Supporting a loved one in the military is truly a duty of its own

Supporting a loved one in the military is truly a duty of its own. It is even more so if the military personnel suffers from trauma related to their military experiences. As a helping professional taking this course, it is likely you have studied suicide, motivations for suicide, ideations, assessments, and interventions. Think about what the family of an active duty military personnel or a veteran might face if their loved one becomes suicidal. How does the family react? What recourse does a family have? Could it be different for active duty personnel versus a veteran? For this Assignment, review this week’s resources.

The Assignment (1 to 3 page):

Craft a support plan for a military family.Include strategies or steps for military families for intervening with the loved one who may be suicidal.
Consider this plan if the individual is active military and how a military command might play a role and if the individual is a retired veteran. How might a command impede or encourage an active duty member to get treatment?
Support your strategies with two scholarly articles. Provide full APA-formatted citations for your references.
Note: To access this week’s required library resources, please click on the link to the Course Readings List, found in the Course Materials section of your Syllabus.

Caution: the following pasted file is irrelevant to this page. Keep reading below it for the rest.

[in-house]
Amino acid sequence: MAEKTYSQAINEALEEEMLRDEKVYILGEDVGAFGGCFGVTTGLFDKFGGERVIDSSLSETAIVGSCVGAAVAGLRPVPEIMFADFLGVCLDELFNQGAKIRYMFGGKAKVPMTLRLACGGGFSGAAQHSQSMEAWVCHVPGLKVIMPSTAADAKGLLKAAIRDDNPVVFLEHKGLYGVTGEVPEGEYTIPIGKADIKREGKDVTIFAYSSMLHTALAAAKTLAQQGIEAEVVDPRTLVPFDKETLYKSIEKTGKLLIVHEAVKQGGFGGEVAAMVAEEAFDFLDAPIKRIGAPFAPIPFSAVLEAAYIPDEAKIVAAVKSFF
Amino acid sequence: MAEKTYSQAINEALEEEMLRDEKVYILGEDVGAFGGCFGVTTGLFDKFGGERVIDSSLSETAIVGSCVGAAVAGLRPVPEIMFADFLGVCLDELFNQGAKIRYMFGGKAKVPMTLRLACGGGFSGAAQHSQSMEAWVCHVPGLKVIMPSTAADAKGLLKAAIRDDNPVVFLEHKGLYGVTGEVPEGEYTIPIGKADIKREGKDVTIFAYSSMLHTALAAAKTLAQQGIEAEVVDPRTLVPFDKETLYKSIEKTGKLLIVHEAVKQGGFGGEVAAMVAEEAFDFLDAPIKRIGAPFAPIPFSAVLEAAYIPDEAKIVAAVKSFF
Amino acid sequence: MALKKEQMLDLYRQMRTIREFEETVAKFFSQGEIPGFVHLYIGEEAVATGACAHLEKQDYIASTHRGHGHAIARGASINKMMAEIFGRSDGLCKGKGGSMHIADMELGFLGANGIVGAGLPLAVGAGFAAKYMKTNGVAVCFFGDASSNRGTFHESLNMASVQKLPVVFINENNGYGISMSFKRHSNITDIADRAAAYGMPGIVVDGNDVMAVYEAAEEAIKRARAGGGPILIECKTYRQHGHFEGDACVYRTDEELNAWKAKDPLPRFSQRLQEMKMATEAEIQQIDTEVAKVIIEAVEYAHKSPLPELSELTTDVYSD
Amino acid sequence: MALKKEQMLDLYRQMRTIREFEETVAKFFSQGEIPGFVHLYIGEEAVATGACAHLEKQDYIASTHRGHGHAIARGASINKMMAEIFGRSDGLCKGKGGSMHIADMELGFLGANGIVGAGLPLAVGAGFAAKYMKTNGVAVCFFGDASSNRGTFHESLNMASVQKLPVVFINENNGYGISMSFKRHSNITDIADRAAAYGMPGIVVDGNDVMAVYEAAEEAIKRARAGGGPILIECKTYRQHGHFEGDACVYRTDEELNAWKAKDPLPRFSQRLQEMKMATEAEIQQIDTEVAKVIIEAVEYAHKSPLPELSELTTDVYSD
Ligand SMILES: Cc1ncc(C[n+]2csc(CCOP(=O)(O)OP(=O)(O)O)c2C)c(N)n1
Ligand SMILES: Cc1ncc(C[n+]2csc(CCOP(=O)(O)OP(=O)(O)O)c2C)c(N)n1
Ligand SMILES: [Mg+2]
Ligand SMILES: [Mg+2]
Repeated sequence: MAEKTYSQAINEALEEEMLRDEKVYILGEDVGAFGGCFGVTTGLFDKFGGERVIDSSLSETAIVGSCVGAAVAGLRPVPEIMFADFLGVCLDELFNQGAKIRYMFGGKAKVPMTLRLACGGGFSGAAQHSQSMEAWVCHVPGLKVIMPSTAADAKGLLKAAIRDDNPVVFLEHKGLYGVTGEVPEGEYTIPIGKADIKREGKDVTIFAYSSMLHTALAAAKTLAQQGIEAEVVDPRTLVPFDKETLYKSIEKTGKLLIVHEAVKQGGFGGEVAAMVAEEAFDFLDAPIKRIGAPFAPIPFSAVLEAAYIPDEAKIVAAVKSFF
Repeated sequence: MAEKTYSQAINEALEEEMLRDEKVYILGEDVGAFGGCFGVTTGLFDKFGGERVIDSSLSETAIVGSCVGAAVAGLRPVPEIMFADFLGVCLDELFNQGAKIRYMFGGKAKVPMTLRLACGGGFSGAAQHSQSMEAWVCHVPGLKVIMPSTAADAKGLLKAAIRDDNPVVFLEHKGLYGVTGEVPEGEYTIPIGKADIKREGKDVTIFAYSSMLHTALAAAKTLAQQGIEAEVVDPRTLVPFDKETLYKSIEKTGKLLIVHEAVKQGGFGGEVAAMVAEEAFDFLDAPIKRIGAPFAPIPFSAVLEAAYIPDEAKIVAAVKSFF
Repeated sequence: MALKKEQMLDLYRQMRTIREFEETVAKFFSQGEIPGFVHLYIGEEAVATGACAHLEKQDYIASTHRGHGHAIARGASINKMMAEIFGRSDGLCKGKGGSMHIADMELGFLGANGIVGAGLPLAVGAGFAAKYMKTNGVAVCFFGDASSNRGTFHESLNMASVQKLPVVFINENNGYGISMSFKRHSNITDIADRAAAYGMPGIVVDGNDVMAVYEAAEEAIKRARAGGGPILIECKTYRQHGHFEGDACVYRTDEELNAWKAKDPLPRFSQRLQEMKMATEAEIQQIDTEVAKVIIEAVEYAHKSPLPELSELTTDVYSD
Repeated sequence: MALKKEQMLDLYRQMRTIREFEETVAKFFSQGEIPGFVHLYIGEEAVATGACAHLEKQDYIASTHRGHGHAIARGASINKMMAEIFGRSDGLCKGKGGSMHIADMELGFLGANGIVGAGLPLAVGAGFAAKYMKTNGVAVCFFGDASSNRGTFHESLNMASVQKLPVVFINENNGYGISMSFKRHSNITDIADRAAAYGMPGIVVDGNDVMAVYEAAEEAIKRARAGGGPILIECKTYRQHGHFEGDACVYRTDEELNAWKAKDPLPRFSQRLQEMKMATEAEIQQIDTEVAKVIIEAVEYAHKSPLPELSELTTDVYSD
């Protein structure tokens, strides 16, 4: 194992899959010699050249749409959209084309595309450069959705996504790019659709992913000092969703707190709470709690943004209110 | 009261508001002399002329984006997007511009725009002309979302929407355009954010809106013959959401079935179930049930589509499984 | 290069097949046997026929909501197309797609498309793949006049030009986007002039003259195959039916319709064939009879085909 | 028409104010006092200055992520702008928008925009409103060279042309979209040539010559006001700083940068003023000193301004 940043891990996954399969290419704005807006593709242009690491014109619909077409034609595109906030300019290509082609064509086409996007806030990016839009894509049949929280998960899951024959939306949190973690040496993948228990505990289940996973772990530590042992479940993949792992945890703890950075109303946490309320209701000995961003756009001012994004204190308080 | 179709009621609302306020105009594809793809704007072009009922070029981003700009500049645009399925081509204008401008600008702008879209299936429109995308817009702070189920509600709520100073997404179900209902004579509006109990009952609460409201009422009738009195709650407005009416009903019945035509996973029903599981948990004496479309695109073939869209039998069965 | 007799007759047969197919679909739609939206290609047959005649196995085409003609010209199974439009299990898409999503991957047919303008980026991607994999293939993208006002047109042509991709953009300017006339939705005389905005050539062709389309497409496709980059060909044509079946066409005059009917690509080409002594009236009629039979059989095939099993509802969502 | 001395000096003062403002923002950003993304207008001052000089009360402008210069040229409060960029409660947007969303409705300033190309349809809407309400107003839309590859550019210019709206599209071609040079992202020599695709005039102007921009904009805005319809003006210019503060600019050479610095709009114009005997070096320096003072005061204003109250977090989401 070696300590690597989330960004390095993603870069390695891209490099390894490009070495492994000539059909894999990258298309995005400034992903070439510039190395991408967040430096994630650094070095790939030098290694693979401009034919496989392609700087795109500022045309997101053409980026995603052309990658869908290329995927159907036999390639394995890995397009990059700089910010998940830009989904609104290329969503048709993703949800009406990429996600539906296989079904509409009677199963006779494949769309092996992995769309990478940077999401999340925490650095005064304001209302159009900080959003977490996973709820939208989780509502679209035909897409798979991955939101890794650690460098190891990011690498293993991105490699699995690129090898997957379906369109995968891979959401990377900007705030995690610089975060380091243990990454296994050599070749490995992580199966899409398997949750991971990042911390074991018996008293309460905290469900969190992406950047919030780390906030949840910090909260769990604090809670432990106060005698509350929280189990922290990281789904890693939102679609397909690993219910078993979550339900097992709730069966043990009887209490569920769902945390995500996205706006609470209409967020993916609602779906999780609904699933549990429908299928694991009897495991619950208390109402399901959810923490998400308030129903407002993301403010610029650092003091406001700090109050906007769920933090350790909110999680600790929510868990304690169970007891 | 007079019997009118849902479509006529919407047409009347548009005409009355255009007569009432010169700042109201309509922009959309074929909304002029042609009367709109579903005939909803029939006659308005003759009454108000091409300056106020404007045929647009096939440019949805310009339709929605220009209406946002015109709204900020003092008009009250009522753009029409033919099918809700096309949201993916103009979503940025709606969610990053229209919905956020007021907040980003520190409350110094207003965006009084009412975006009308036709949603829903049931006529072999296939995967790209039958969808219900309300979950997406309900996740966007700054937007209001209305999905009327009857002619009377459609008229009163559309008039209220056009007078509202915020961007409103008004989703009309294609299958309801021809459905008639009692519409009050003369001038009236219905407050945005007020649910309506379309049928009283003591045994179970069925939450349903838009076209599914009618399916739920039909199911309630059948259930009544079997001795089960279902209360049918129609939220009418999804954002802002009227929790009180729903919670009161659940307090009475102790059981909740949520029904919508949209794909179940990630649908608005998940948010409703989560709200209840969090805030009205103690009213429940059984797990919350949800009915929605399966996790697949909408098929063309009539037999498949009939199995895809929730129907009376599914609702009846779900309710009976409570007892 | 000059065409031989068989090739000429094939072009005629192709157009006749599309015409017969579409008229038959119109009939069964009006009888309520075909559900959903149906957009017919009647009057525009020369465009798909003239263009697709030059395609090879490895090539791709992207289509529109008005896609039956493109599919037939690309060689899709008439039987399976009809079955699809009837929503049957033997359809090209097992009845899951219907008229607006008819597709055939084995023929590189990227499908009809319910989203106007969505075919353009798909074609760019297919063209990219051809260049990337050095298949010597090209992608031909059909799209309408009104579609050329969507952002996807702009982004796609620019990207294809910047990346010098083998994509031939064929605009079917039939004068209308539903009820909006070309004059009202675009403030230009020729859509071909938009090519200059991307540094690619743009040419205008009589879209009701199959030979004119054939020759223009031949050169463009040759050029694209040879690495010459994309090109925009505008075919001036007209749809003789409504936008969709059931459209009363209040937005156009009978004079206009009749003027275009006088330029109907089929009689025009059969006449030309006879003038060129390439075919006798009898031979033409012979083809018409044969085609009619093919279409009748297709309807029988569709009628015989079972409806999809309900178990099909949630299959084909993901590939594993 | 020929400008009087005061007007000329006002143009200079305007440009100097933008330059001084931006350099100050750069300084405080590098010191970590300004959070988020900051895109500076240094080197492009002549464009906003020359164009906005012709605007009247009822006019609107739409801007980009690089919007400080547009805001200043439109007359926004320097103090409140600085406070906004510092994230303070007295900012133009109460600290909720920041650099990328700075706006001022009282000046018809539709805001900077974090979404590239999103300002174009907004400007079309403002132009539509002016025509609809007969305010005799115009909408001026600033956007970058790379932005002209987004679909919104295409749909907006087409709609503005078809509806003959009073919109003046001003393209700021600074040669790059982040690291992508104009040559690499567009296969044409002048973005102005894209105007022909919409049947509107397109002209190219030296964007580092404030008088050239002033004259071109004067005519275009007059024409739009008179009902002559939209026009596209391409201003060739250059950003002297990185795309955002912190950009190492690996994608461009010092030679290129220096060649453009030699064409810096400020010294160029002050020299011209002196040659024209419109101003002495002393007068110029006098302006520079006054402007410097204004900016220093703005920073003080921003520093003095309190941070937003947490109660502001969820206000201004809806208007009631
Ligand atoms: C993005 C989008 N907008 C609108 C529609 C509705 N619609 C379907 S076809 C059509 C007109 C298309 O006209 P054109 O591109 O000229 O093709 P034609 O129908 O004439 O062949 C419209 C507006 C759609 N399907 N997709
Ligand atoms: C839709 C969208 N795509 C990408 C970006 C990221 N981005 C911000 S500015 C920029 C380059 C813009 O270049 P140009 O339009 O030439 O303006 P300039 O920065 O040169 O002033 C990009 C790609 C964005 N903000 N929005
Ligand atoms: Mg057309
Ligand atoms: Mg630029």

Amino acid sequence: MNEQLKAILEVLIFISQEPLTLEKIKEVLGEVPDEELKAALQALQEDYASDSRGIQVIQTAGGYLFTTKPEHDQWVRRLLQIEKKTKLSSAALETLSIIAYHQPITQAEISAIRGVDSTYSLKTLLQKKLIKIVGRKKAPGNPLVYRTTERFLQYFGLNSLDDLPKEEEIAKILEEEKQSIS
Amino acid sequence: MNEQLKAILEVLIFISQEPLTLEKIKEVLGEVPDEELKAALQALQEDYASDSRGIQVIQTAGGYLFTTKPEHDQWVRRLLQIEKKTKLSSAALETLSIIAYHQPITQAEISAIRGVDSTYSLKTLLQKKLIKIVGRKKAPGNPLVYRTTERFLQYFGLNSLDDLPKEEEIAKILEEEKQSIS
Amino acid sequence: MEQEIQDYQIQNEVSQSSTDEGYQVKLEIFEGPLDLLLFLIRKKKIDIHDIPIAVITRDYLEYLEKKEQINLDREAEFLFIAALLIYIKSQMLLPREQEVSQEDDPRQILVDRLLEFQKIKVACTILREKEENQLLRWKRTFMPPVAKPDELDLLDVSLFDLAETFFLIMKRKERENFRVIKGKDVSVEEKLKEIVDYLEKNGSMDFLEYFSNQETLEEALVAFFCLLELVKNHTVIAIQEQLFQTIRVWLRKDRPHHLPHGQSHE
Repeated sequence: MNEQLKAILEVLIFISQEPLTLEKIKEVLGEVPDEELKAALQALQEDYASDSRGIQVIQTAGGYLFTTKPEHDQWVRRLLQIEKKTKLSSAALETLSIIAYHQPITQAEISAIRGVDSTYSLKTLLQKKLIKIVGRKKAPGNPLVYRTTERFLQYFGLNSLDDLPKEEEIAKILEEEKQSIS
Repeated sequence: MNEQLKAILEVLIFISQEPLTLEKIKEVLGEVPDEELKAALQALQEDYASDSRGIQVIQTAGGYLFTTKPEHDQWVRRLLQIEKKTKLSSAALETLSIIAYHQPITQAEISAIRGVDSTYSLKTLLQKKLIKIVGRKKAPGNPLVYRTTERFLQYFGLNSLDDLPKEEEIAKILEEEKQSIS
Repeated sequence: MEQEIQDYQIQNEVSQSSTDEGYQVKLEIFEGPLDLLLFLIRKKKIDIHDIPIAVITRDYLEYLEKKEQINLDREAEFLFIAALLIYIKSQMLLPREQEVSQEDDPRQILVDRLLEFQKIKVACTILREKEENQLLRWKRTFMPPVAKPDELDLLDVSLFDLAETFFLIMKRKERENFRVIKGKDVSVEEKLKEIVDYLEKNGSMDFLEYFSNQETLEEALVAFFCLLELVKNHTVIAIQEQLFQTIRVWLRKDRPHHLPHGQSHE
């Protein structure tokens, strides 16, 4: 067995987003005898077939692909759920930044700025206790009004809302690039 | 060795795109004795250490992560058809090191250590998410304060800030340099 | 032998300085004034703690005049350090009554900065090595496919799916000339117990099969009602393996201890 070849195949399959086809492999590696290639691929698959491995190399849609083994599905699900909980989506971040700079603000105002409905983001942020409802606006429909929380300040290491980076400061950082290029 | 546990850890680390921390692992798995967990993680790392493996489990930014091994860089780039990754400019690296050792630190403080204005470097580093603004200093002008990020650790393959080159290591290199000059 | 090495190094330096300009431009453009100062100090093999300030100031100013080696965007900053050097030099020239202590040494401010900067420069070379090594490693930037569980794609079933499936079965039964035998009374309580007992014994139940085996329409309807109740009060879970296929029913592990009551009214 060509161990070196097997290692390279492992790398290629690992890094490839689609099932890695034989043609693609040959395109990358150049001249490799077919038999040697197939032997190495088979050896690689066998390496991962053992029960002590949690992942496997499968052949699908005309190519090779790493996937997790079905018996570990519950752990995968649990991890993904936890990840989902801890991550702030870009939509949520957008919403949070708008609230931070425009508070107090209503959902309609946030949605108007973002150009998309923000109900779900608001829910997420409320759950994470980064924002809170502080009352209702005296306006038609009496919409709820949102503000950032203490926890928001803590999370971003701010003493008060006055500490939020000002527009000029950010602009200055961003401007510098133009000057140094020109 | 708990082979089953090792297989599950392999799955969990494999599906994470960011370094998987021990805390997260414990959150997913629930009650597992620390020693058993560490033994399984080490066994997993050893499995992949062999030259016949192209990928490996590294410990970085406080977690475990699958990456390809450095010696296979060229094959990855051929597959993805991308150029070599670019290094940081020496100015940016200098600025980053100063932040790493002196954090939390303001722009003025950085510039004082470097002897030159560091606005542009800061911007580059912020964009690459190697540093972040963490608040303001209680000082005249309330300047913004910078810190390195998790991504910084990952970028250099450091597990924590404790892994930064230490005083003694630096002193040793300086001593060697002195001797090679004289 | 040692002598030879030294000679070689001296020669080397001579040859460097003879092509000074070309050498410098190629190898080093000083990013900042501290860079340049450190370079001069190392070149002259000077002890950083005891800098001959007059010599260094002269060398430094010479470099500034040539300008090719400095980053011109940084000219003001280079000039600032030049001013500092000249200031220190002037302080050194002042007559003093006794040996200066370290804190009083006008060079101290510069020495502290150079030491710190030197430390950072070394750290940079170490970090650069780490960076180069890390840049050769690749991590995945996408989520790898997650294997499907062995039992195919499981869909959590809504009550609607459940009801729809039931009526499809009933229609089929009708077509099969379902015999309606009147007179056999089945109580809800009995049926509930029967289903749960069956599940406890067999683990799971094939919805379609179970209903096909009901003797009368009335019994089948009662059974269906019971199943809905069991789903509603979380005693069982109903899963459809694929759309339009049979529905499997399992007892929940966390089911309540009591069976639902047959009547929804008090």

Required Readings
Dick, G. (2014). Social work practice with veterans. Washington, D.C.: NASW Press.
Chapter 12, “Veterans and Suicide” (pp. 187-204)
Rubin, A., Weiss, E.L., & Coll, J.E. (2013). Handbook of military social work. Hoboken, NJ: John Wiley.
Chapter 14, “Suicide in the Military” (pp. 225-244)
Pryce, J. G., Pryce, D. H., & Shakelford, K. K. (2012). The costs of courage: Combat stress, warriors, and family survival. Chicago, IL: Lyceum Books.
The costs of courage: Combat stress, warriors, and family survival (1st Ed.), by Pryce, J.G., Pryce, Col. D.H. & Shakleford, K.K. Copyright 2012 by Lyceum Books, Inc. Reprinted by permission of Lyceum Books, Inc., via the Copyright Clearance Center.
Chapter 5, “Suicide and the Warrior”
Harmon, L. M., Cooper, R. L., Nugent, W. R., & Butcher, J. J. (2016). A review of the effectiveness of military suicide prevention programs in reducing rates of military suicides. Journal Of Human Behavior In The Social Environment, 26(1), 15-24.
Blosnich, J. R., Brown, G. R., Shipherd, J. C., Kauth, M., Piegari, R., & Bossarte, R. M. (2013). Prevalence of gender identity disorder and suicide risk among transgender veterans utilizing veterans health administration care. Journal of Public Health, 103(10), 27–32.
Hyman, J., Ireland, R., Frost, L., & Cottrell, L. (2012). Suicide incidence and risk factors in an active duty US military population. American Journal of Public Health, 102(Suppl. 1),138–146.

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